Dylan and I
English professor loves sharing his knowledge of Bob Dylan
“A song is like a dream and you try to make it come true. Sometimes the things you see outside of yourself can create a song.”
These are some of the many written words of singer and songwriter Bob Dylan, who has been a key source of inspiration for the research and teaching of Southwestern University English professor David Gaines.
Gaines teaches a variety of topics in American literature, film studies and cultural studies, but he has become known on campus and nationwide as a Dylan expert. Once, Gaines even made a pact with a former graduate school colleague to go three days without making a Dylan reference. Neither of them made it past day two.
“Professors strive to cover a lot of territory, but they always come back to the things that they love to teach the most,” Gaines said.
Gaines frequently references Dylan in his literature classes, but he also occasionally offers a class devoted to Dylan, per request of the students.
“There are students who come in to the course having an incredible amount of knowledge already, and then there are the students who come in without any knowledge about him and they get hooked,” Gaines said.
Gaines also speaks about Dylan at venues as varied as the Northeastern Modern Language Association in Boston; the Young Rhetoricians Conference in Monterey, Calif.; and the New School and 92nd Street Y in New York.
In his talks, he shares samples of Dylan’s writings from his songs or his books (Dylan’s books include Chronicles, about his own life). Gaines may also play the occasional Dylan song for the audience, as he did at a recent Salon at Wildfire event hosted by the Williamson Museum.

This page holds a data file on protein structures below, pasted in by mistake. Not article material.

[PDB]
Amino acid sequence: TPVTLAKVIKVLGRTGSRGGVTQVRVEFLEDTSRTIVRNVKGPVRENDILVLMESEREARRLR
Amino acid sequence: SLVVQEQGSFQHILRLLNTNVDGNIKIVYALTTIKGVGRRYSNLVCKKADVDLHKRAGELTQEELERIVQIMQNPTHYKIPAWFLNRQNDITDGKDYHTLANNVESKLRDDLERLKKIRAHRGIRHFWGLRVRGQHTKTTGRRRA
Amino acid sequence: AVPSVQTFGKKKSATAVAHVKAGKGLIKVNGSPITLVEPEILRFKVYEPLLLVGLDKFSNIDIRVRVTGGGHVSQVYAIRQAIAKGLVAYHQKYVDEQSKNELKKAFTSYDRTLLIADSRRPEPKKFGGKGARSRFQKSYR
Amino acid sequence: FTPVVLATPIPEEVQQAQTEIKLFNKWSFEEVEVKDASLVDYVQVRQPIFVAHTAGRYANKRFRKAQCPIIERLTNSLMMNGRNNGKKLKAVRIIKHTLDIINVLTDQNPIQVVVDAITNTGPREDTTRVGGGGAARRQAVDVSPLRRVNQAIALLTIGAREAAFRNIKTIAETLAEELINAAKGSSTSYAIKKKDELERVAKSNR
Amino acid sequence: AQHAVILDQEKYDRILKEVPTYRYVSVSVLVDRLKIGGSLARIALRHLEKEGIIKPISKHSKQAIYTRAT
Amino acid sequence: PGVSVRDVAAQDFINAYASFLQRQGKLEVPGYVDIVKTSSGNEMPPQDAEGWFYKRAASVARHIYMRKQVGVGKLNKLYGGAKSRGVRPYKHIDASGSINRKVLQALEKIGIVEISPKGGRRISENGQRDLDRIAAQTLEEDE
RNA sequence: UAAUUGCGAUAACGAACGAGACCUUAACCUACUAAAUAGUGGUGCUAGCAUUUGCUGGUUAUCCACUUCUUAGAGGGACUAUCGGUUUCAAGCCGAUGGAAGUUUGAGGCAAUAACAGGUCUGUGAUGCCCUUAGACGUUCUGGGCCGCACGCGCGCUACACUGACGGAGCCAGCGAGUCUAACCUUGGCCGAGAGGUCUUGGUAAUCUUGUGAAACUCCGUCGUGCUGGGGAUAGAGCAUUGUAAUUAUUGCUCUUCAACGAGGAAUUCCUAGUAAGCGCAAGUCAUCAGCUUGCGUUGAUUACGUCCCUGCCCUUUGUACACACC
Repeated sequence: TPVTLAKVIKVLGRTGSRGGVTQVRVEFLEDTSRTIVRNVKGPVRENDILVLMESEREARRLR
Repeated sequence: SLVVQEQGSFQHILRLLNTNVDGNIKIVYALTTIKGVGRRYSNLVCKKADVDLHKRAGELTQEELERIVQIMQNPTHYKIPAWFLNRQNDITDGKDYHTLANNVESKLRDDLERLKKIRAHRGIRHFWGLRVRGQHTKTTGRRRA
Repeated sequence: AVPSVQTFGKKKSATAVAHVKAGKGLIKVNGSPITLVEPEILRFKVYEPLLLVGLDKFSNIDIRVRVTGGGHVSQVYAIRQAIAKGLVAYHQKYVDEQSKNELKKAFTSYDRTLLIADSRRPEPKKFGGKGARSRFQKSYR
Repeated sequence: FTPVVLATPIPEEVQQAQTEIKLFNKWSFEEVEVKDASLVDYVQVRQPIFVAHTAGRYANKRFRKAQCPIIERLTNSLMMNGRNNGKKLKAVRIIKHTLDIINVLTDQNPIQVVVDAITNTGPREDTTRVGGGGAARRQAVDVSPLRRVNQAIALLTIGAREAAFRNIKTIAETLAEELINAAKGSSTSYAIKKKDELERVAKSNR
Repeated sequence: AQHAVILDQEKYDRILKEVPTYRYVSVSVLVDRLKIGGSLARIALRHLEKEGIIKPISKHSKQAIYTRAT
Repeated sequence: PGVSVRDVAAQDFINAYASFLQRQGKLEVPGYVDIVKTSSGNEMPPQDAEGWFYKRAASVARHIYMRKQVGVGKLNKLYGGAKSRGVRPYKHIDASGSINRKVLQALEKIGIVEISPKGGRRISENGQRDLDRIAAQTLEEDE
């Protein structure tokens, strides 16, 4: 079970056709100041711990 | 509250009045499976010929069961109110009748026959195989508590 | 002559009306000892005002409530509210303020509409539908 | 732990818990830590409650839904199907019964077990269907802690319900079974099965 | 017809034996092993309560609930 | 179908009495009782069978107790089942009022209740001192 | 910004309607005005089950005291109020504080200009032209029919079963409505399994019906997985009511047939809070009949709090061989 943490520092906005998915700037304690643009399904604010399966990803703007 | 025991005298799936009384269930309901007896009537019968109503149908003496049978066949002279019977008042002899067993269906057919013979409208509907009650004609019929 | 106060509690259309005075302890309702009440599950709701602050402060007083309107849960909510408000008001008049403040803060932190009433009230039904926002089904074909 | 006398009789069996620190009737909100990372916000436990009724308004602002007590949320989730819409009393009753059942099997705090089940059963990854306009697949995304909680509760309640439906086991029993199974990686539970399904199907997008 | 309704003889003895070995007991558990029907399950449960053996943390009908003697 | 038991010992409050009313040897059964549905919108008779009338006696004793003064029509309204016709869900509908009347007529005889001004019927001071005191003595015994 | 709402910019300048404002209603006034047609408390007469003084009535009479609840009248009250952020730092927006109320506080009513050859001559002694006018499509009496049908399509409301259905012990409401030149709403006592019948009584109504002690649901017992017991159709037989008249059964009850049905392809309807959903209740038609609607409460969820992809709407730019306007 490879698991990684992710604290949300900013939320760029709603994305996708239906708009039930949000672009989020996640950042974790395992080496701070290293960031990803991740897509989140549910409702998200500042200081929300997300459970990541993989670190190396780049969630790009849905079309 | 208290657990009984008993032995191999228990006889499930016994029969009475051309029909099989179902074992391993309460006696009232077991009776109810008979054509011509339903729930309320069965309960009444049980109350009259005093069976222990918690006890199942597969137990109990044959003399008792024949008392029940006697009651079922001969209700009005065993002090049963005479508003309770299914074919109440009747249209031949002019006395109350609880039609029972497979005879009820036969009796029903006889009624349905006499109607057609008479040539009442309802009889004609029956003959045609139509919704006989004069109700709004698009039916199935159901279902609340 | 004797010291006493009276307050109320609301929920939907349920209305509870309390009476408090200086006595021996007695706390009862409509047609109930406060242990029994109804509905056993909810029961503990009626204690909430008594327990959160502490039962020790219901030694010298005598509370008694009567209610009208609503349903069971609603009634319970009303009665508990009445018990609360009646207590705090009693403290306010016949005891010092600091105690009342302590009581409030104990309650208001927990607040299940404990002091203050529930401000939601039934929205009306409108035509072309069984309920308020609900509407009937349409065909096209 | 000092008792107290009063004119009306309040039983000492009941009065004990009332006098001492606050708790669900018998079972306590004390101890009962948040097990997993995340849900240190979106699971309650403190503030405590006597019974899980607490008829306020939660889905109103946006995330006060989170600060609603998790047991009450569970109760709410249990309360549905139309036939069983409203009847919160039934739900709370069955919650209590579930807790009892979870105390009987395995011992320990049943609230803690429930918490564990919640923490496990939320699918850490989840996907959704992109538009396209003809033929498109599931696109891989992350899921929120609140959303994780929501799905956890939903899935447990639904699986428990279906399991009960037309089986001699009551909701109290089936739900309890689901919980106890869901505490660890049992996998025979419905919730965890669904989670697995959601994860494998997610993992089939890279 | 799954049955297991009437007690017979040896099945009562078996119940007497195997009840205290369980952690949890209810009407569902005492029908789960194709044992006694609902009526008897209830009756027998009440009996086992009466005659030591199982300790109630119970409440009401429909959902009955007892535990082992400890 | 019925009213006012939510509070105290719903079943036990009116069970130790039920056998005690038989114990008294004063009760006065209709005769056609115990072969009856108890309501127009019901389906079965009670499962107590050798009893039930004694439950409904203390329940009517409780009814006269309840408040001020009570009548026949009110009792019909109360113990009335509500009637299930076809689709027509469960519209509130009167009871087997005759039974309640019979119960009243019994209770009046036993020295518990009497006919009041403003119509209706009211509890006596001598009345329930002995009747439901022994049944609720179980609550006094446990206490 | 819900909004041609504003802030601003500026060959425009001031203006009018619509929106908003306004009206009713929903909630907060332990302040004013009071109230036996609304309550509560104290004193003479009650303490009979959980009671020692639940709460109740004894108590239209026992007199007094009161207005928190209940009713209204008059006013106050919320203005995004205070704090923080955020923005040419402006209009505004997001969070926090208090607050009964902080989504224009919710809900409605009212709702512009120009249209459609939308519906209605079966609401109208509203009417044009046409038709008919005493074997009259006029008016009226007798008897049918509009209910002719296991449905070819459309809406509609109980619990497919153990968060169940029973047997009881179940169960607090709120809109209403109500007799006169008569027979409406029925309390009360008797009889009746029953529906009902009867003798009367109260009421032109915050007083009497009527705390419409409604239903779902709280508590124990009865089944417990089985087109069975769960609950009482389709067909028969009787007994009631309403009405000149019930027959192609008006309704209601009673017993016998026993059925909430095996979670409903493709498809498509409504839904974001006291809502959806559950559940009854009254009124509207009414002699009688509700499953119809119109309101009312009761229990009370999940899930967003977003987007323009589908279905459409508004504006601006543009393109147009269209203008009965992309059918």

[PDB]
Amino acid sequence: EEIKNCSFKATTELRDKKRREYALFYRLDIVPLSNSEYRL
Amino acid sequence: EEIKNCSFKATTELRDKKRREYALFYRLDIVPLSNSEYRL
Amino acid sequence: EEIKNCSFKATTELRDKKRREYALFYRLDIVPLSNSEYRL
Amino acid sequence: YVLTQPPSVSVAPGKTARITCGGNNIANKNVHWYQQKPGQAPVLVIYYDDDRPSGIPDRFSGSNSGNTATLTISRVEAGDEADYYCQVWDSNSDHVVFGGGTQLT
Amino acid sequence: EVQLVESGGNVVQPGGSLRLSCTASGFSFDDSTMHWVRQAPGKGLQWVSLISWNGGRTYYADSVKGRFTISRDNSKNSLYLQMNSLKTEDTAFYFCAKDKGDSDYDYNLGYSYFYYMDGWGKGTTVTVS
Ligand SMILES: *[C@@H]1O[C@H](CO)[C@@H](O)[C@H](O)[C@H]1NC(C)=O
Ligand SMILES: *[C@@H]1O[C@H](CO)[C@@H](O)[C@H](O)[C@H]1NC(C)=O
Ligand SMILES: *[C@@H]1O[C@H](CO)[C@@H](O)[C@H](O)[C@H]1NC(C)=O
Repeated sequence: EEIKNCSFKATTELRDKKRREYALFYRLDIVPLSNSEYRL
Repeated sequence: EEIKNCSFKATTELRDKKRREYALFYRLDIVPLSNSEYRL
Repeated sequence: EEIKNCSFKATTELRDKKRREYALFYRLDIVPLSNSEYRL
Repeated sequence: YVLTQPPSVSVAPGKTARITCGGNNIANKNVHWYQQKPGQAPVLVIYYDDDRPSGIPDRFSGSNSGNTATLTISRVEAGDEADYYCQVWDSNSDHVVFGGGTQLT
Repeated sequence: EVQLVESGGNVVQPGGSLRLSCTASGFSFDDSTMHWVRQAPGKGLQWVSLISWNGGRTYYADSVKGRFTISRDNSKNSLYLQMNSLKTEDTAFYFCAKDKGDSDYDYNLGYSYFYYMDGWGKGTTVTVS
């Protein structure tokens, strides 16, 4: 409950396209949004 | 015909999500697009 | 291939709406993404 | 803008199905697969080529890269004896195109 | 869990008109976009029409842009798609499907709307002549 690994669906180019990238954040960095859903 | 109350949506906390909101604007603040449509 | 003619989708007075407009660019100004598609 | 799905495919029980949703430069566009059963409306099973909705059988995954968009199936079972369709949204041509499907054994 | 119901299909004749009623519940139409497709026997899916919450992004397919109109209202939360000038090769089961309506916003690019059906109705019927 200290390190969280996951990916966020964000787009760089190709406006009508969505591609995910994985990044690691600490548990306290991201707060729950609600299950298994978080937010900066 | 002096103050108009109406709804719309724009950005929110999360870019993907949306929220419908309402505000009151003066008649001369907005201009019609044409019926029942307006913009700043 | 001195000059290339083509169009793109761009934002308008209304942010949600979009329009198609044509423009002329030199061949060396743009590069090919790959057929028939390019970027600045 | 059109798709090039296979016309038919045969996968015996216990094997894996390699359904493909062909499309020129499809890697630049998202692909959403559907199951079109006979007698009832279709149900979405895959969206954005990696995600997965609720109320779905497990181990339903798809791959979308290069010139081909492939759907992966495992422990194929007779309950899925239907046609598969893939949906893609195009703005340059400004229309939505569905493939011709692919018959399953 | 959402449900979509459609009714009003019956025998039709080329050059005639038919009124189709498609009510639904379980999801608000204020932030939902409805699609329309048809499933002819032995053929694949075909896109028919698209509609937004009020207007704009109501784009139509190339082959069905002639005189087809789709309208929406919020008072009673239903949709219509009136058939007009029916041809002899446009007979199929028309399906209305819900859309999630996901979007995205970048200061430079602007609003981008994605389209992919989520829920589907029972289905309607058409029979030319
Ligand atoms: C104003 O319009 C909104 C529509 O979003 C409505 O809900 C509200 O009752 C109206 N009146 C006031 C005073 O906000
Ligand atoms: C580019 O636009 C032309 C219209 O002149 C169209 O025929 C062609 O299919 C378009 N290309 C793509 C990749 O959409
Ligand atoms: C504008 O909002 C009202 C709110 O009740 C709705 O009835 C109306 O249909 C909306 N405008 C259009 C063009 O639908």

“He has written more than 700 songs over 50 years. That’s a serious career,” Gaines said.
Gaines said he has been interested in Dylan ever since he was a teenager growing up in Grand Prairie, Texas. “My father was a very political guy in the best civil rights kind of way, and I went to a summer camp where folk songs were the homilies. So when I first heard ‘Blowin’ in the Wind’ and ‘The Times, They Are a Changin’’ at age 12, I was already primed. I remember watching Dr. King’s ‘I Have a Dream’ speech with my father, tears of joy in his eyes, and later learned that Dylan sang at the Lincoln Memorial shortly before Dr. King spoke,” he recalled.
When “Like a Rolling Stone” came out in the summer of 1965, Gaines said it called to him and three other friends in town who heard in Dylan another way of being other than the Friday night lights heroics of their hometown. “We wore out the headphones at Ray’s Record Shop on Main Street over the next few years,” Gaines said. “I guess you could say I haven’t looked back since. In grad school I spent way too much time listening to ‘Blonde on Blonde’ when I was supposed to be writing my dissertation.”
Gaines researches Dylan’s life continuously and has contributed articles to the forthcoming book Dylan at Play and Montague Street, a U.S.-based journal dedicated to the art of Bob Dylan. The former looks at Dylan and transnationalism and the latter addresses Dylan’s senses of time. He currently is writing an article about Dylan’s senses of humor.
In addition to being a popular professor and Dylan enthusiast, Gaines also is director of the Paideia program at Southwestern. The program consists of professors who work with small groups of students to help them make connections between classroom curriculum and the world. Gaines has been a faculty member at Southwestern since 1984 and has won three teaching awards.
Gaines noted that this is a good year to be a Dylan expert and fan because this year was the singer’s 70th birthday as well as the 50th anniversary of his arrival in New York City when he literally created a name for himself, changing his name from Robert Allen Zimmerman.
“I’ve taught this stuff for years, and I have had a great time doing it,” Gaines said.